Image: 6/7    NOTE: The below Blu-ray captures were ripped directly from the Blu-ray disc.
The first number indicates a relative level of excellence compared to other Blu-ray video discs on a ten-point scale. The second number places this image along the full range of DVD and Blu-ray discs.

Despite the generally cleaned up picture, the image quality alternates between acceptable in terms of contrast and sharpness – typically outdoors or at the police station - and soft and flat – mostly in Andy's apartment. If there are artifacts - and I was not aware of anything untoward, they are overshadowed by an overall somewhat dull and uninvolving, dull image - very likely not far off from the original presentation, I imagine. The bit rate is relatively high, in the mid-30s, blacks are strong, though there is a tendency to crush, and noise tends to invade the image in the shadows.

 

CLICK EACH BLU-RAY CAPTURE TO SEE ALL IMAGES IN FULL 1920X1080 RESOLUTION

 

 

 

 

 

 

 

 

 

 

 

 

 

Audio & Music: 6/6
The uncompressed DTS-HD mix tries its best to hit us with loud, thumping bass, crashing thunder and car wrecks, but the sound lacks textural subtlety. Not that the thunder and lightning isn't loud or the car crashes crashing, along with some engagement of the surrounds. But the timbres are simply not correct, though there are some very nicely expressed bass plunks at the close of the toy store explosion sequence as we transition into Act 1. Dialogue is clear, if not located with any precision. Music is nicely reproduced and usually opens up the soundstage some. The Audio grade is reflective of relative excellence, but Child's Play is not a high budget movie, and I imagine that the result on Blu-ray is representative of intentions.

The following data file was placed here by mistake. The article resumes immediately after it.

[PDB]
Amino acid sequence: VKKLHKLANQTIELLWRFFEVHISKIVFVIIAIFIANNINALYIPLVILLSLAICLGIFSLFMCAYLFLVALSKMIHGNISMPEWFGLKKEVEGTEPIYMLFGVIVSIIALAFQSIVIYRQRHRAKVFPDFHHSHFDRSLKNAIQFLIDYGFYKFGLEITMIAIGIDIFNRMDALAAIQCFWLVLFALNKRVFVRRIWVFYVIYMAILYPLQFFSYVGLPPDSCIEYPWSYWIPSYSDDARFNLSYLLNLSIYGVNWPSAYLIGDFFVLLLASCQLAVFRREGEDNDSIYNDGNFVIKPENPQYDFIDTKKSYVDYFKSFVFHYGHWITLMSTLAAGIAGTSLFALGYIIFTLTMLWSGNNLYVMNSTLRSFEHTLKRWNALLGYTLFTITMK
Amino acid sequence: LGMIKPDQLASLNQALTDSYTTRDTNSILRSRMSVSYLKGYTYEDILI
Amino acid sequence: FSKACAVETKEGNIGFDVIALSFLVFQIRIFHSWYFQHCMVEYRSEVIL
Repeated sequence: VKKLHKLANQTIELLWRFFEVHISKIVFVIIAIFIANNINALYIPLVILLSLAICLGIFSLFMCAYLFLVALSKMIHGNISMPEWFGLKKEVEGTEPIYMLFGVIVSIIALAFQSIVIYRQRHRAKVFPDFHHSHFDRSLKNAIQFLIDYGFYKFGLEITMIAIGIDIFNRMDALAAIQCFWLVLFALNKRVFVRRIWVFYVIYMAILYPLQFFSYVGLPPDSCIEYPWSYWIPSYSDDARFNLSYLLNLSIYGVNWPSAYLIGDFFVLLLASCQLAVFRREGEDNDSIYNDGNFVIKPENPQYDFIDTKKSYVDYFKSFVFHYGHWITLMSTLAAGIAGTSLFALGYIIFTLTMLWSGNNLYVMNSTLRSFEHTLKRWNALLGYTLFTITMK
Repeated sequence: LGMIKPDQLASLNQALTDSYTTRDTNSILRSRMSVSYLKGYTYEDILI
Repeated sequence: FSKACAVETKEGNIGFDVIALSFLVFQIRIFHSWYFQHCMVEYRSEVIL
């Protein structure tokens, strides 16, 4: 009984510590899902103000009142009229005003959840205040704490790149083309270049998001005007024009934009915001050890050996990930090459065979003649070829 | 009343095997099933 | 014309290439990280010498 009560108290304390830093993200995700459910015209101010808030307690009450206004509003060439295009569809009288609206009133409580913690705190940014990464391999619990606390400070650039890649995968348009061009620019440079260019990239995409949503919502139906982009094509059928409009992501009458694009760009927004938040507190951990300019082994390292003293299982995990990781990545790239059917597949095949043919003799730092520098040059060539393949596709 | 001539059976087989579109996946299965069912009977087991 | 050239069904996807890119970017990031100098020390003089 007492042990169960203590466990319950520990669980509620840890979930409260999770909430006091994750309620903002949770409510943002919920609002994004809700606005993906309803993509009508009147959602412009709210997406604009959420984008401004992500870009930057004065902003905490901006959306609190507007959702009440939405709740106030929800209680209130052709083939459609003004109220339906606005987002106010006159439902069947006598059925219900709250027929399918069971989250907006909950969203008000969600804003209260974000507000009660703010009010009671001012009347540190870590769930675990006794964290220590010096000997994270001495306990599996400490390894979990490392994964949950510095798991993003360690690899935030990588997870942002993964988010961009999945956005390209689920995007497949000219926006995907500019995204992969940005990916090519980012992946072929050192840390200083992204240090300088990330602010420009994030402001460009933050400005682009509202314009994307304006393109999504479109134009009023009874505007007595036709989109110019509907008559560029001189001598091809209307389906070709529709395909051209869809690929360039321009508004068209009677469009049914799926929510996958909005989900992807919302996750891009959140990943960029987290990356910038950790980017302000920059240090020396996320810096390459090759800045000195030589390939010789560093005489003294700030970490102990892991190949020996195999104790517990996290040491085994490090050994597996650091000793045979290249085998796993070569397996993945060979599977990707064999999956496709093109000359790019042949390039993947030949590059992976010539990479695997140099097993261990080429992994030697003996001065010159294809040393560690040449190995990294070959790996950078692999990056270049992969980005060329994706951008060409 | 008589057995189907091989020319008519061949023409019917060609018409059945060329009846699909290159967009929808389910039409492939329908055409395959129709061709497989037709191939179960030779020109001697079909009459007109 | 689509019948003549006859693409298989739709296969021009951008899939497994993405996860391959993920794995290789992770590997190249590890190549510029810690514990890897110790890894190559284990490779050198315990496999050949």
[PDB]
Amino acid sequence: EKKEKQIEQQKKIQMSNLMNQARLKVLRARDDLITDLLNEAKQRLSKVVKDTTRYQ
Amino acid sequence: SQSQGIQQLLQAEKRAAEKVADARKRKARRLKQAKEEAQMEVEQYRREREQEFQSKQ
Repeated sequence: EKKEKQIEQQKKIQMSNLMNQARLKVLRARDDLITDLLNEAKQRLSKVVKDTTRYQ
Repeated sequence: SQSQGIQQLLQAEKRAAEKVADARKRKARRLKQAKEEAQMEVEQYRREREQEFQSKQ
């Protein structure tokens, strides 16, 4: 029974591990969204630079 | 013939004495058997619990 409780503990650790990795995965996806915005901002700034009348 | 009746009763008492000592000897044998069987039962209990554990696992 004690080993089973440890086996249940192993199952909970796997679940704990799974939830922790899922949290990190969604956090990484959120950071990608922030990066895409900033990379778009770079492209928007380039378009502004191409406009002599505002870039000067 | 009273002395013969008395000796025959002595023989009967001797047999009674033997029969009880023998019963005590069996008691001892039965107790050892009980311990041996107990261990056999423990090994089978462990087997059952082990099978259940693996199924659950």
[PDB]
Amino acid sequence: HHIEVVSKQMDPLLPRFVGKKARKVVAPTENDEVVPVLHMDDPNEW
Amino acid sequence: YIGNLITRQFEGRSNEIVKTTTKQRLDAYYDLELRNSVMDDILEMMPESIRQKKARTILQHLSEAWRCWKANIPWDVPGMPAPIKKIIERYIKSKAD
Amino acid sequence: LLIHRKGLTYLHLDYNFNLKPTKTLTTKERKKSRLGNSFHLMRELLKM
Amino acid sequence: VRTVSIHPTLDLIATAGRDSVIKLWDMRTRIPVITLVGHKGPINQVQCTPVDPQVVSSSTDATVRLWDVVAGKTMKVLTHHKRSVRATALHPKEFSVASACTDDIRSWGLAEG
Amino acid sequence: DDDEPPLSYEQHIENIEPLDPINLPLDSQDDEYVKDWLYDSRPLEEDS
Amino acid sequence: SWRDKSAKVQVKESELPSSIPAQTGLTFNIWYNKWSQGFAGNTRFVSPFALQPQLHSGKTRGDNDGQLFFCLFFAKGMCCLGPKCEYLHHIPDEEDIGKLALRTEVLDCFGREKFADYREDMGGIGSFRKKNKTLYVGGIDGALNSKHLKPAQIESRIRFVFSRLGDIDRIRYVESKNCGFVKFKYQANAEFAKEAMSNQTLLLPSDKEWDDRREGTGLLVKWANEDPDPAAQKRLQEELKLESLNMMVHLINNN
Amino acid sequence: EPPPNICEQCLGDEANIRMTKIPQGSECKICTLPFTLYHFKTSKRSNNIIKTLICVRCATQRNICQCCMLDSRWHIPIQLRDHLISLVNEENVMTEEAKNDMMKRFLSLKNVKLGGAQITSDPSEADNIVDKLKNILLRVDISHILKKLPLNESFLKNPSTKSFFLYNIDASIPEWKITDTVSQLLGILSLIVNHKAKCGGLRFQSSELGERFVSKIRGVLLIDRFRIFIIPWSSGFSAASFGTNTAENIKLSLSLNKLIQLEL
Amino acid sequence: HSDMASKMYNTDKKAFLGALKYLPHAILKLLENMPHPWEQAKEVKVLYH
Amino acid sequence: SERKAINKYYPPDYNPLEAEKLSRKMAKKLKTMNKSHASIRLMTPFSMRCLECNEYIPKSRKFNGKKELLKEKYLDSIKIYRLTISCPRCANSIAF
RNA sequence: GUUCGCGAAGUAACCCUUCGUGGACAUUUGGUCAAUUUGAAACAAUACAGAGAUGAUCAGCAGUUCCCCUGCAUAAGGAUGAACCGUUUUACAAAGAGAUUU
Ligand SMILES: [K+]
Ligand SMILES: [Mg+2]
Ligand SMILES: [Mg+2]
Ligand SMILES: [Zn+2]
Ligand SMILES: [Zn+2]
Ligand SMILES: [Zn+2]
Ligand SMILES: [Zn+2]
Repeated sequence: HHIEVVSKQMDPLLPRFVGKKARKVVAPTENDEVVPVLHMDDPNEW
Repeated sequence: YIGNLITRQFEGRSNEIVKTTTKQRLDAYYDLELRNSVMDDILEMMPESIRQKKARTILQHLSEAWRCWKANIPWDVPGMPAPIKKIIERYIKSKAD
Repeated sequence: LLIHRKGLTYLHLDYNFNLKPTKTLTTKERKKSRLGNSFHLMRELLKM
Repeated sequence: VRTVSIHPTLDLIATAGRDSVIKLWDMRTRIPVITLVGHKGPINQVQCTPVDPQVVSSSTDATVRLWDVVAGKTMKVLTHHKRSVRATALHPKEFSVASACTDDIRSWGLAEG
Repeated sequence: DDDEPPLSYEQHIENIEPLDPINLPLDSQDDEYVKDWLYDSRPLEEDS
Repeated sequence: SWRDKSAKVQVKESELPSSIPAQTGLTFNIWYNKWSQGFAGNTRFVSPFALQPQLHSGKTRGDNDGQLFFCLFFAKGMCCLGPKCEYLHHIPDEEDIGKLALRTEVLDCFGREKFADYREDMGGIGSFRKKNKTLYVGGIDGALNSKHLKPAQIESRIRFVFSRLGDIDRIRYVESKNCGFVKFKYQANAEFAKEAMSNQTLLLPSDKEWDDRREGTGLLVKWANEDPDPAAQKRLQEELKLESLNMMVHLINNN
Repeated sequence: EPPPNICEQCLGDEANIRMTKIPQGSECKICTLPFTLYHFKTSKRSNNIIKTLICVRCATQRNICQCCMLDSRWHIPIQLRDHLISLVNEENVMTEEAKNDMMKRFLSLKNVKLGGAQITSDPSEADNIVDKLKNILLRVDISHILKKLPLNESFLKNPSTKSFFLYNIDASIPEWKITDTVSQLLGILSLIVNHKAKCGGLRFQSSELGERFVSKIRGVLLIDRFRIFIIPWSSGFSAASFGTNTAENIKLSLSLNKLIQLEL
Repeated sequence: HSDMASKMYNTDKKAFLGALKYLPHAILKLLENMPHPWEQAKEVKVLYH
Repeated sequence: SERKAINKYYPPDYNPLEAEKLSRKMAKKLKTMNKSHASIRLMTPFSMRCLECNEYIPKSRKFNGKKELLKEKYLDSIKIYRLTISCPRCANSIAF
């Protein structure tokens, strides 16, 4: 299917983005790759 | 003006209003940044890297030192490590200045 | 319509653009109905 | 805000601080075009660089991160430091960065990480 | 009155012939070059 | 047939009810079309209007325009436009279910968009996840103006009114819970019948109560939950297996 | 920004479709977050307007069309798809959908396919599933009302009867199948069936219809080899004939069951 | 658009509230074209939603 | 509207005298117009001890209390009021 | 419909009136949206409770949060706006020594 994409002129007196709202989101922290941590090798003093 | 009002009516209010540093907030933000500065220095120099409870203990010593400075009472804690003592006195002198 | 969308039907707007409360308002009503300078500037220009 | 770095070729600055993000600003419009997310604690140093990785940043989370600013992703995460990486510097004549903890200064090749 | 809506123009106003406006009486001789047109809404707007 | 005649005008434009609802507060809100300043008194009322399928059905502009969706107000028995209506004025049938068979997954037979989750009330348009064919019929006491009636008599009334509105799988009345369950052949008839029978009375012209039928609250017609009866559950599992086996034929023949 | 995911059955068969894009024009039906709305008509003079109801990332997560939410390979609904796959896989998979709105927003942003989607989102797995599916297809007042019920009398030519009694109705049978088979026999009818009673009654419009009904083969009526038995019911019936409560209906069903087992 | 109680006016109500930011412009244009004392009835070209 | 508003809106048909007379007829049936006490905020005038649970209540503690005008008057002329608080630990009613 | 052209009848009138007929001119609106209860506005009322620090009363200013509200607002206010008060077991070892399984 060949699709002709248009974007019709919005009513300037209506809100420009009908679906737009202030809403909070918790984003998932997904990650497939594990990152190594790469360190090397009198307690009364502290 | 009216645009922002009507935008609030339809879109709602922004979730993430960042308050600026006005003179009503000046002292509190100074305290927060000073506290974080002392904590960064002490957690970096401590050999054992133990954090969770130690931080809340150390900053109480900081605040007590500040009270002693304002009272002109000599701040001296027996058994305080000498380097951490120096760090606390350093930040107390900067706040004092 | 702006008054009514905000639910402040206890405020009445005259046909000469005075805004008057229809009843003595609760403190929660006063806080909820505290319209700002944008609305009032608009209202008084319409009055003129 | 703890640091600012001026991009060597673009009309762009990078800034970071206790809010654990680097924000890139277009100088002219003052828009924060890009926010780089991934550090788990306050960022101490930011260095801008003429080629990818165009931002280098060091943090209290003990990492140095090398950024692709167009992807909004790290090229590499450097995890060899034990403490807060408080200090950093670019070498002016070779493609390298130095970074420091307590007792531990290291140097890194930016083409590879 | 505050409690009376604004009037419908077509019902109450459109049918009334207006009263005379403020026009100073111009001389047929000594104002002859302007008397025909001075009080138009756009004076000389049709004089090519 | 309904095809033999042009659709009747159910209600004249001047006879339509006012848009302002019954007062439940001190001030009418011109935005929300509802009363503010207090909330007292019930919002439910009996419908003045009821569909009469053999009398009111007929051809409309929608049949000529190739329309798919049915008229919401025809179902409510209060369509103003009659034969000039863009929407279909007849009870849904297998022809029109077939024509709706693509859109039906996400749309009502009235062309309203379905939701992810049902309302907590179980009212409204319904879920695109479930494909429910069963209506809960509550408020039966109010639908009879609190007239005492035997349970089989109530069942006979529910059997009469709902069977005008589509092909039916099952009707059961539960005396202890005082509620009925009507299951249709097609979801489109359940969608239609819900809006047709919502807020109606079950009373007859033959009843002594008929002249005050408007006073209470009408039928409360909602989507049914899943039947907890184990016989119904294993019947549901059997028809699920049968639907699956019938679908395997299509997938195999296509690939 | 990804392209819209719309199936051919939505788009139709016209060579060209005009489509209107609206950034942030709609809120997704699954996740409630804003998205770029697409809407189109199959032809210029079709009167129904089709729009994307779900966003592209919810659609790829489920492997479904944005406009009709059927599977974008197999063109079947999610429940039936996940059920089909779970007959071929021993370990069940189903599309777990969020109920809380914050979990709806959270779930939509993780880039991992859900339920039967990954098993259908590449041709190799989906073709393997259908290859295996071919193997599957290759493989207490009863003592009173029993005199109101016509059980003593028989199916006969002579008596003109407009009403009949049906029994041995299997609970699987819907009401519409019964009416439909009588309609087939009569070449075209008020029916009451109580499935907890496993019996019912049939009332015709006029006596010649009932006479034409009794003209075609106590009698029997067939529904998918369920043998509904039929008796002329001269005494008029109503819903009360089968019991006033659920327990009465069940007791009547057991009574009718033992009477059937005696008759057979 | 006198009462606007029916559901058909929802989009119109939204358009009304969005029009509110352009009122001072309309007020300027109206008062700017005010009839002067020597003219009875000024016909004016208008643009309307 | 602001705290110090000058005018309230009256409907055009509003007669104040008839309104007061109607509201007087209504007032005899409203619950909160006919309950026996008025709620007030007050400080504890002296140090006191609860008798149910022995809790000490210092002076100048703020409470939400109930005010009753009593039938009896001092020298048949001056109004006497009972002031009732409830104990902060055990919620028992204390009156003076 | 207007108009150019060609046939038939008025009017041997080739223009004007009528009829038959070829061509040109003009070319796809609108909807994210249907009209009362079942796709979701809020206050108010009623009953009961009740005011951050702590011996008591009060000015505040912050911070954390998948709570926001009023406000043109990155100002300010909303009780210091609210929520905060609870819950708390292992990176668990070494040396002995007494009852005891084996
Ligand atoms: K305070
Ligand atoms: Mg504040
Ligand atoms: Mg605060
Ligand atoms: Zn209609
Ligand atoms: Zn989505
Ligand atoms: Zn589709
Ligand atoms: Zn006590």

Operations: 6
The Extra Features menu comes without clear instructions as to how to move from one to the next, making it all too easy to end up returning to Play Feature mode. Once you figure it out, it's not a problem.

 

Extras: 5
All of the Extra Features are presented in 480i/p widescreen and are of acceptable-to-good quality except The Making of Child's Play Vintage Featurette, which is 4:3 with a very weak image. The three Making-of featurettes included in "Evil Comes in Small Packages" can be watched separately: "The Birth of Chucky" (7:20) examines the original script ideas. "Creating the Horror" (12:10) introduces us to Chucky's animitronic wizard, Kevin Yagher, a segment that is extended in the ten minute piece "Chucky: Building a Nightmare." "The Monster Convention" is a short and skippable panel discussion from Monster Mania 2007 featuring Alex Vincent (Andy), Catherine Hicks (his mom), and Chris Sarandon (the cop). The image here is a little thin and dim.

 

 


There are three commentaries, one of which melds separately recorded recollections of Hicks and Vincent (now some 20 years older). The scene-specific Chucky commentaries are few and repetitive in tone and content. Chortlingly clever at first, but they soon wear thin.

 

Bottom line: 6
I realize I am a little hard on a movie that didn't intend greatness to start with (few slasher films do.) But I have little patience for unnecessarily stupid characters – i.e. characters who are written as stupid at the writer's convenience to place them under the knife. The Blu-ray image is not up to standards for movies of this age or genre, but may be about as good as we're going to get for this one. The audio fares better. Extra features are rudimentary.

Leonard Norwitz
October 6th, 2009

 

 

 

 


 


 

About the Reviewer: I first noticed that some movies were actually "films" back around 1960 when I saw Seven Samurai (in the then popular truncated version), La Strada and The Third Man for the first time. American classics were a later and happy discovery.

My earliest teacher in Aesthetics was Alexander Sesonske, who encouraged the comparison of unlike objects. He opened my mind to the study of art in a broader sense, rather than of technique or the gratification of instantaneous events. My take on video, or audio for that matter – about which I feel more competent – is not particularly technical. Rather it is aesthetic, perceptual, psychological and strongly influenced by temporal considerations in much the same way as music. I hope you will find my musings entertaining and informative, fun, interactive and very much a work in progress.